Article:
March 16, 2012

Capacity crowd gathers to celebrate a world of diversity

Filed under: 2012,Archive,Womadelaide

March 13, 2012

Adelaide Festival 2012

WOMADelaide 2012
Botanic Park, Adelaide
March 9 – 12.

It is now twenty years since the first WOMAD, scheduled as part of the 1992 Adelaide Festival, introduced world music to Australian audiences. The original program lineup was modest in number but not in stature – introducing, among others, Senegalese singer Youssou N’Dour, violinist Dr L. Subramaniam, and, memorably, the charismatic Pakistani qawwali singer Nusrat Fateh Ali Khan. From there, this unique festival established a momentum that continues to flourish.

This year, a near-capacity audience clicked 87,000 attendances over four days and nights in the green and shady expanse of Botanic Park. 61 acts featured on seven stages in a diverse program full of treats and surprises. Early festival highlights included a full-tilt show from Chic, the 70s disco hit machine led by producer /writer Nile Rodgers (playing all the singles including Le Freak), and a late-night set from Dirty Three, with Warren Ellis weaving his mercurial violin through The Zither Player and aptly, from their most recent CD, Moon on the Land.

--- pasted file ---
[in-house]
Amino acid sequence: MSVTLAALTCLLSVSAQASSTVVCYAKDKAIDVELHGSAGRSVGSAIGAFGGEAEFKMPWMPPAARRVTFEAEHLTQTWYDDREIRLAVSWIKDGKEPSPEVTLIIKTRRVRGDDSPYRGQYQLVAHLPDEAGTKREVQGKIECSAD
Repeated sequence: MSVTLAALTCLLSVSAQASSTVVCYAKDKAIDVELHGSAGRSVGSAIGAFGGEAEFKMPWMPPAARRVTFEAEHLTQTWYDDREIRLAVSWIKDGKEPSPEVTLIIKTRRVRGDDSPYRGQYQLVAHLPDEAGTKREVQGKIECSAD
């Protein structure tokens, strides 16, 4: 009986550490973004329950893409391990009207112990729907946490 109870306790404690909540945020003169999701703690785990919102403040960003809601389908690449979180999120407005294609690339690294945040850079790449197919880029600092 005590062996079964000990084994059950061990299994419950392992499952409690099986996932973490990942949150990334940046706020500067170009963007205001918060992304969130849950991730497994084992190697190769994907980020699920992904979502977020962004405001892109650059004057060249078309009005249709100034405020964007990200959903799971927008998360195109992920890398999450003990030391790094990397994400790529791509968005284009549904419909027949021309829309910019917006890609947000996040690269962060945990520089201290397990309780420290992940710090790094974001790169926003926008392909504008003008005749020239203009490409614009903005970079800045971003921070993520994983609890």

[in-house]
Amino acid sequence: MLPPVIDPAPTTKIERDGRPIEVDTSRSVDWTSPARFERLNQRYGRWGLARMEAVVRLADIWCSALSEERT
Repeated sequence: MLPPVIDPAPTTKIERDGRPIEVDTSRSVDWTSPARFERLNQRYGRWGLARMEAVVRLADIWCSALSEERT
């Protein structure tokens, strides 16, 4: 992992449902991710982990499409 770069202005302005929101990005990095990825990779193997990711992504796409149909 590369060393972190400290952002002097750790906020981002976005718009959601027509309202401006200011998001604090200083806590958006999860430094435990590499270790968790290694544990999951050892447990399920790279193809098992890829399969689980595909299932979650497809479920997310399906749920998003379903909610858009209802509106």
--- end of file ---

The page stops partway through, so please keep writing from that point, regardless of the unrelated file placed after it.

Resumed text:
Other Australian acts included, from Broome, the Pigram Brothers, the knockout reggae roots band Blue King Brown, and the haunting vocals of Gurrumul whose late afternoon concert attracted one of the largest audiences of the weekend.

Women artists feature prominently at WOMAD and this time was no exception. Scottish singer Eddi Reader sang new songs Dragonfly and Silent Bells, Perfect, her hit single from back in the Fairground Attraction days, and My Love is Like a Red Red Rose, one of her many memorable settings of the poems of Robbie Burns.
Also creating a buzz was First Aid Kit, a young Swedish sister duo with songs from their US recorded album The Lion Roars, including the title song and a tribute to their country music idol Emmylou.

A Sunday night favourite was Grammy winner Dobet Gnahore, from the Ivory Coast, performing with three outstanding musicians including her husband and co-writer Colin Laroche de Feline. Striking looking in her face paint, her dreadlocks drawn back with a scarlet scarf, she captured the crowd with her expressive voice and lithe, athletic dancing – she is a global music star.

The final day had many pleasures including the eccentric Japanese group, Pascals, playing banjo, violins, toy pianos and duck whistles, Penguin Café performing the theme from the film Malcolm, and an upbeat show from veteran anti-apartheid campaigner Johnny Clegg.

But the night went to the frenetic closing set from Baaba Maal, from Senegal. Looking like a Venetian doge in his satin cloak and surrounded by drummers and dancers, he spoke and sang about justice for Africa, the Dakar Moon and created magic with the closer, Yiriyaro (Percussion Storm). Once again, WOMADelaide has the world on a musical string.

Murray Bramwell

“Capacity crowd gathers to celebrate a world of diversity” The Australian, March 14, 2012, p.17.

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